Shakopee Mdewakanton Sioux Community Opens Public Exhibit Celebrating the Tribe’s History, People & Culture

Published September 13, 2019

PRIOR LAKE, Minn. — The Shakopee Mdewakanton Sioux Community (SMSC) recently opened a public exhibit that celebrates and chronicles the history of the tribe and allows visitors to experience Dakota culture. The exhibit is located in Hoċokata Ti (2300 Tiwahe Circle, Shakopee), the SMSC’s new cultural center and gathering space.

The 3,805-square-foot exhibit, titled Mdewakanton: Dwellers of the Spirit Lake, enhances the public’s knowledge and understanding of the Mdewakanton Dakota people and their history. Tours of the exhibit gallery will be offered to guests, where they can view a collection of Dakota Sioux artifacts. Hoċokata Ti (ho-cho-kah-tah-tee) means “the lodge at the center of the camp” in the Dakota language.

“This new center is the heart of our Community. Preserving our Dakota heritage is important to our people, and this exhibit gives our tribe an opportunity to share our culture and history with others,” said SMSC Chairman Charles R. Vig. “We invite guests to come learn the story of the Mdewakanton Dakota.”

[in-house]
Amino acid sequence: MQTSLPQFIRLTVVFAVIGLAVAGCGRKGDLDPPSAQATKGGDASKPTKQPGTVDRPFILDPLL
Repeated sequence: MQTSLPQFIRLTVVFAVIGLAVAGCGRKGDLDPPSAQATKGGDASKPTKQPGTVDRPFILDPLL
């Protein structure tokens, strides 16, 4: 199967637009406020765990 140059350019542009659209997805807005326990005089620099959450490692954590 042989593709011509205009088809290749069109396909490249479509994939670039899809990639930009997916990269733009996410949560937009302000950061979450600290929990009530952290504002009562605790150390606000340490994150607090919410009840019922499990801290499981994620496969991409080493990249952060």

The exhibit includes artifacts such as arrowheads, tools and a dugout canoe, as well as artifacts on loan from the Smithsonian’s National Museum of the American Indian. Visitors will learn the story of the tribe through audio and visual interactive elements that depict the history of Mdewakanton Dakota people, from their existence before settlers to making treaties with the U.S government, the U.S.-Dakota War and present day.

The exhibit is open Tuesday through Saturday from 9 a.m. to 5 p.m. Admission is $7.50 for adults; $3.75 for children 12 and under; and $4 for seniors, veterans, students, Club M members, and family members of SMSC employees and team members. SMSC employees, team members, children 5 and under, and seniors over 65 receive free admission.

The Hoċokata Ti gift shop features a variety of Native-made art, books, beaded and quilled items, and craft supplies that build upon the cultural center’s mission to educate visitors about the Dakota people. The outdoor trails, gardens and lower level of the building are not open to the public.

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